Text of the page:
Net producer hedging
Latest estimates suggest that gold miners reduced their aggregate hedged position by 25.9t in Q4 2021. A marginally higher average quarterly gold price in Q4 2021, up less than 1% q-o-q, is not expected to have prompted major new hedging as producers appear to prefer to keep production exposed to the spot gold price. The only additions anticipated are from companies required to add new positions due to debt finance requirements.
Gold mining companies reduced aggregate hedging positions in three of the four quarters of 2021, resulting in full-year net de-hedging of 44t. Over the past five years producer de-hedging has amounted to 122t, with de-hedging seen in four of those years. The aggregate producer hedge book is estimated at less than 150t, which is the smallest since 2014.
Recycling was lower y-o-y in every quarter of 2021. Q4 saw a 9% y-o-y fall to 301t, bringing the annual supply of recycled gold to 1,150t. This was 11% lower than the 1,292t seen in 2020 and 10% lower than the 2019 total, a year in which gold averaged US$1,392.60/oz, more than US$400 below the average US$1,798.61/oz for 2021.
Last year saw the recycling market operations normalise. Owners of old gold jewellery gained renewed access to pawnbrokers and retail gold buyers after the lockdown measures – which had hindered recycling in 2020 – were largely lifted and shops were re-opened. This is reflected in the quarterly data for 2021, which shows sequential quarterly growth in recycling volumes from Q1, despite average quarterly gold prices being relatively steady. Anecdotally, increased recycling flows took place in the third and fourth quarters in some markets, including the US, as lockdowns eased and shops re-opened.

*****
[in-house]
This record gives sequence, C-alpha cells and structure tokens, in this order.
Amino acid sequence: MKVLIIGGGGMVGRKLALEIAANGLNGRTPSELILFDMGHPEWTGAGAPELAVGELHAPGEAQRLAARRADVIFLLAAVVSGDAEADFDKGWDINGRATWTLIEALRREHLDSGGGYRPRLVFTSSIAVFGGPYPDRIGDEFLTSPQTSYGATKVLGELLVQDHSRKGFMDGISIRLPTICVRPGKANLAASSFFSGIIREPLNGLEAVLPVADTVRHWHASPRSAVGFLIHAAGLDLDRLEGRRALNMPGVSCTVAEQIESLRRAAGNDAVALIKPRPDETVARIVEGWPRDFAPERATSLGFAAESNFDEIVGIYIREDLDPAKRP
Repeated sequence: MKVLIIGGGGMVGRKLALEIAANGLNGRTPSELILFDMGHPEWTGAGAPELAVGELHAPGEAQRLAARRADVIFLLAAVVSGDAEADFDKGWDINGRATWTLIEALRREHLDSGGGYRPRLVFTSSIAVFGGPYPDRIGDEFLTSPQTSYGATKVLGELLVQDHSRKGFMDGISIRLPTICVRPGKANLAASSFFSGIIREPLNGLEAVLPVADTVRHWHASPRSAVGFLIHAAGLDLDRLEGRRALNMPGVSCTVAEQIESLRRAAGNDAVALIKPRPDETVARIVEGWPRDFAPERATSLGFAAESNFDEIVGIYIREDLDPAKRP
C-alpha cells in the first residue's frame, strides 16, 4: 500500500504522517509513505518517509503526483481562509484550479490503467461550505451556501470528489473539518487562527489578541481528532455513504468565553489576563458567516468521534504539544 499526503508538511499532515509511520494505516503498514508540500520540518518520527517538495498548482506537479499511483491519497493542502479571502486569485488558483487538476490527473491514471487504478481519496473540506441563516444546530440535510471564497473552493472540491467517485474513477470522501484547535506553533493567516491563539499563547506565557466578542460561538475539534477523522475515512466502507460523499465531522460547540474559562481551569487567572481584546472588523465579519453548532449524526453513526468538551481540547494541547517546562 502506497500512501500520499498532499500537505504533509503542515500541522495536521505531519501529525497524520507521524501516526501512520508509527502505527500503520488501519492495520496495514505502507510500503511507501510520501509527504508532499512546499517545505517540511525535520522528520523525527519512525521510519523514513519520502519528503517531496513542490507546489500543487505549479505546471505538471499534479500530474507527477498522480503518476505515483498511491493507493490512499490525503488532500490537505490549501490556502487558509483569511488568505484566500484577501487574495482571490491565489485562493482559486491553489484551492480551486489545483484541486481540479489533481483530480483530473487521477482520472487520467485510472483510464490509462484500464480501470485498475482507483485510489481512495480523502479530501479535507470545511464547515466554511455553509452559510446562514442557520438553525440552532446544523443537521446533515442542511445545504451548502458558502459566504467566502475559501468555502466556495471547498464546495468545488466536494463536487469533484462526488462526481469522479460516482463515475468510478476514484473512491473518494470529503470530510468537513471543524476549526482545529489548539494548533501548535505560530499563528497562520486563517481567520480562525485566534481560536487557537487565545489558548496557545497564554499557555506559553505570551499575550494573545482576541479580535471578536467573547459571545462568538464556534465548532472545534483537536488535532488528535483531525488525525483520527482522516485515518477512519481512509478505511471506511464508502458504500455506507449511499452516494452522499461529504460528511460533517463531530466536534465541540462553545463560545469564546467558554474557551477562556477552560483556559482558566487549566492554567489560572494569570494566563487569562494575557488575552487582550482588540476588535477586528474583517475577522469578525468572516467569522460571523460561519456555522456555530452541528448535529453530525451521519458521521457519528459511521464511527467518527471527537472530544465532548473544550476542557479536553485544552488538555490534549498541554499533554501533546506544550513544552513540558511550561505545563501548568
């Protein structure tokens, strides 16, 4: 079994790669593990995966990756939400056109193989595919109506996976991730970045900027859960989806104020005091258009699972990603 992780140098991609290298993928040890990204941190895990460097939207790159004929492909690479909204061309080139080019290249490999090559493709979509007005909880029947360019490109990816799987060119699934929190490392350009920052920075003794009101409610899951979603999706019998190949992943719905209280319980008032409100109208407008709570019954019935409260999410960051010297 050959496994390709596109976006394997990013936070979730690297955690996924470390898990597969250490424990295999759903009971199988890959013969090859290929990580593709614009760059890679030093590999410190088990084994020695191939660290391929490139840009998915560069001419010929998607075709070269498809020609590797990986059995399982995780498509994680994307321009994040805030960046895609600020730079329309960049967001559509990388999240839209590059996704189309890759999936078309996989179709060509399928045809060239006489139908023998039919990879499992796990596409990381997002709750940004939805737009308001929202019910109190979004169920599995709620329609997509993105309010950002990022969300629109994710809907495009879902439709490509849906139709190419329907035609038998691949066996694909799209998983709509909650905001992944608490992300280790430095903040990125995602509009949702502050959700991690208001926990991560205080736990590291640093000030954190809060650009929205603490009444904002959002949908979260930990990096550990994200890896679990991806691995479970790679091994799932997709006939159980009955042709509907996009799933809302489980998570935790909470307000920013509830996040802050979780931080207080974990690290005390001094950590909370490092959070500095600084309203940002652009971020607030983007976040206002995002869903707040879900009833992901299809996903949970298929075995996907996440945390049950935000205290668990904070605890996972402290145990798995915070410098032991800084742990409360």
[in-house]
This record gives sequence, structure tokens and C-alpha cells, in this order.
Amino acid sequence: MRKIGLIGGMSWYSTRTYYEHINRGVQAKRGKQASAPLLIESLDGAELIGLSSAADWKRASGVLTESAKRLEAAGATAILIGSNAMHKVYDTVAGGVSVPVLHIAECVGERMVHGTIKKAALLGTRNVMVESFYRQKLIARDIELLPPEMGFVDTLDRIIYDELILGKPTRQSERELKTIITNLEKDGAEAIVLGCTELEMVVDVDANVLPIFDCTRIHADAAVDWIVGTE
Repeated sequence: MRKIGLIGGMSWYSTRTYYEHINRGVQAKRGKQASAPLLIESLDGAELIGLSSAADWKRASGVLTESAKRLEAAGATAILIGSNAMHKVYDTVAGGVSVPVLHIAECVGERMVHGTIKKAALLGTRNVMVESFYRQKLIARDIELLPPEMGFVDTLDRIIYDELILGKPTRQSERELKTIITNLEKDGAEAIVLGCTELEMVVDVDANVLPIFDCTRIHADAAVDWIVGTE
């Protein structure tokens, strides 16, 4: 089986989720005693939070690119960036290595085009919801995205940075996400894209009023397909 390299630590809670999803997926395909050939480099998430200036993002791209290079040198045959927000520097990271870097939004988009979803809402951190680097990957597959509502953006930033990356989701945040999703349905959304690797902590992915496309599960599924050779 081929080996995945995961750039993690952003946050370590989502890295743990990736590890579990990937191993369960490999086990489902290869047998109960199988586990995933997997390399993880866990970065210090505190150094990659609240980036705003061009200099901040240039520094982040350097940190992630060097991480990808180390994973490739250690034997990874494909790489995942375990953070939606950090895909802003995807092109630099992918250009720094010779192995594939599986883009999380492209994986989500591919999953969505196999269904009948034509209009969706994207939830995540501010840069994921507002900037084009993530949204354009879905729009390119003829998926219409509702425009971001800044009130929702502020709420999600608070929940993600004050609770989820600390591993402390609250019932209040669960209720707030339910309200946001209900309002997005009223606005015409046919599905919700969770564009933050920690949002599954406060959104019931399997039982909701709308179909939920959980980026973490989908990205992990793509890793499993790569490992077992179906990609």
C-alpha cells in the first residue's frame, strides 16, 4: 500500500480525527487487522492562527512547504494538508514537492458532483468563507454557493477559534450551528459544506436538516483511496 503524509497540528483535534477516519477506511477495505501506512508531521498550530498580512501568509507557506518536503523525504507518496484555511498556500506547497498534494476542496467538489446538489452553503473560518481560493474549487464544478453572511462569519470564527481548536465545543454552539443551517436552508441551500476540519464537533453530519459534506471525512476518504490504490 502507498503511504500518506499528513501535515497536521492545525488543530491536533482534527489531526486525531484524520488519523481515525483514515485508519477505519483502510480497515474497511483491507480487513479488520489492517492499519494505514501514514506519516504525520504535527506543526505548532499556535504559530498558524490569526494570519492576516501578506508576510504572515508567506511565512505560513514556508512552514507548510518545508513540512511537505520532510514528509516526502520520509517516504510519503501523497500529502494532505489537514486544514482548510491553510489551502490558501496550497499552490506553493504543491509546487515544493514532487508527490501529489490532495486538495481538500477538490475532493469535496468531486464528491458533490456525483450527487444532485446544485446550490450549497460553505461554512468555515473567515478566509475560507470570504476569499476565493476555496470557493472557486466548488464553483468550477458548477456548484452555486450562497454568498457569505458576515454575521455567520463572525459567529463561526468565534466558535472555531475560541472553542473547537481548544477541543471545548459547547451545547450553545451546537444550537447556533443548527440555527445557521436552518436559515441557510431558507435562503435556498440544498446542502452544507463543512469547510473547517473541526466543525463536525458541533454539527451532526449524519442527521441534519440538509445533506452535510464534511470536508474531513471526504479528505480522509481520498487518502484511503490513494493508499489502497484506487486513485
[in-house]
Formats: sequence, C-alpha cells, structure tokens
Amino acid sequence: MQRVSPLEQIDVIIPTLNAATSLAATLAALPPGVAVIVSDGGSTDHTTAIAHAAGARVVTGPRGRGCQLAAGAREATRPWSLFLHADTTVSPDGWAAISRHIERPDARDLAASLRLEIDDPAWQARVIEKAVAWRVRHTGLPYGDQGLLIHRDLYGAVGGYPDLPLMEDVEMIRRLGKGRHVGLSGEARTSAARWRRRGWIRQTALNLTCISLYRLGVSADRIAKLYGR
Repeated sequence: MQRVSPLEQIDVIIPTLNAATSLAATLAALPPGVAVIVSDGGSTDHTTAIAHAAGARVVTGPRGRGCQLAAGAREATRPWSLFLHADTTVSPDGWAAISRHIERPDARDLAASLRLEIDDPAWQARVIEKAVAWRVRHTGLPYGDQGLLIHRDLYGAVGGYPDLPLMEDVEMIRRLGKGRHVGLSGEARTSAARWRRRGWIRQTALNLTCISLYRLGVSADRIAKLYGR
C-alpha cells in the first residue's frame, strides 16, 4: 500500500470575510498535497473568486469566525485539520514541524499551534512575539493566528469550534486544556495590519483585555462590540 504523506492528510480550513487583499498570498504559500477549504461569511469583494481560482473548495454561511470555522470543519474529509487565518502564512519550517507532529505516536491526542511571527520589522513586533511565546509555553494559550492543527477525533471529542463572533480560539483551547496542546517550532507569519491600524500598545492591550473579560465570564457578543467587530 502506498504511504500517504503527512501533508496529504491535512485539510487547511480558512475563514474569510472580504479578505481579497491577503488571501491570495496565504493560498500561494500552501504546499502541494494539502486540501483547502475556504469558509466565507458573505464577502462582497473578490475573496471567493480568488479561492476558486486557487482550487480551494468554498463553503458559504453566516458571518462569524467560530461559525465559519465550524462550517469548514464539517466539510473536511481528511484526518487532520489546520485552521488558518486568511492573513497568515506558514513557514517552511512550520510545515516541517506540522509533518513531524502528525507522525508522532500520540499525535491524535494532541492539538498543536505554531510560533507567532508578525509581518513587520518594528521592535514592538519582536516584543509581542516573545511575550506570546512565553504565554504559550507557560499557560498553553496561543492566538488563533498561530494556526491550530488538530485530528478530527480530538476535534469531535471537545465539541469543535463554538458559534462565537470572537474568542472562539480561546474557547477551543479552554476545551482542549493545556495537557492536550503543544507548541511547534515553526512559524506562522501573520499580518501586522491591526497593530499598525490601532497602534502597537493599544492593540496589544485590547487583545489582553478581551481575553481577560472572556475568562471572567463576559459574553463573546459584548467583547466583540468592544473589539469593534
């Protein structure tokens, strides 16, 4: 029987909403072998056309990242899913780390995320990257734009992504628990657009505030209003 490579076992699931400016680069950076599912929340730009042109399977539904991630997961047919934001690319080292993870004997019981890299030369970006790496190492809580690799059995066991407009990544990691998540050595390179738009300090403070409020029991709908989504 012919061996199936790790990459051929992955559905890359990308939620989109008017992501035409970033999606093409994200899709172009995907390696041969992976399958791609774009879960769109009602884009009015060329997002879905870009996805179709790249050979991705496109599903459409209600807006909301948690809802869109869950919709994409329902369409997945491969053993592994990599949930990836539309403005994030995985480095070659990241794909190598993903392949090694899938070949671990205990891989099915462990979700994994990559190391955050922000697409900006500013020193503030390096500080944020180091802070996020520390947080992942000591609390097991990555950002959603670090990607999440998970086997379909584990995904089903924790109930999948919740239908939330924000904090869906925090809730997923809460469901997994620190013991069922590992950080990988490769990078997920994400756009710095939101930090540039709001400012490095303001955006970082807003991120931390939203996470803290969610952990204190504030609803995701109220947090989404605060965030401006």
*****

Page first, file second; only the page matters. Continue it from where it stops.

We believe that pent up recycling stocks have been flushed out in 2021 as any sales that had been postponed have probably now been made. In light of the strong economic recovery we do not expect a resurgence of widespread distress selling, although economic turmoil in some countries – Lebanon, for example, and Iran – has prompted high levels of recycling. But in others, such as Turkey, no such surge in volumes has been evident.
Turning to key markets, China’s recycled gold supply witnessed a double-digit decline y-o-y in the fourth quarter primarily due to the relatively lower gold price and the fact that local scrap gold supply in Q4 2020 was the highest on our records. The annual decline in China’s gold recycling activities in 2021 was driven by similar factors, namely softer local gold prices and the comparison to record high recycling the previous year. And with healthy consumer gold demand in 2021, there was no repeat of the retailers’ heavy funding needs that had driven large scale inventory liquidation in 2020.
Indian recycling volumes in Q4 2021 were approximately 8% lower y-o-y due to a softer gold price, positive rural sentiment and a high proportion of gold-for-gold exchange during jewellery purchases. A higher-than-normal proportion of wedding jewellery purchases were part funded by gold-for-gold exchange, rather than by the proceeds of an outright sale of gold. Note the gold-for-gold exchange is not counted as recycling supply in our methodology.
Despite the normalisation of the recycled gold market in 2021, we believe that gold recycling could fall further in 2022. For more details, please see the Review and Outlook section.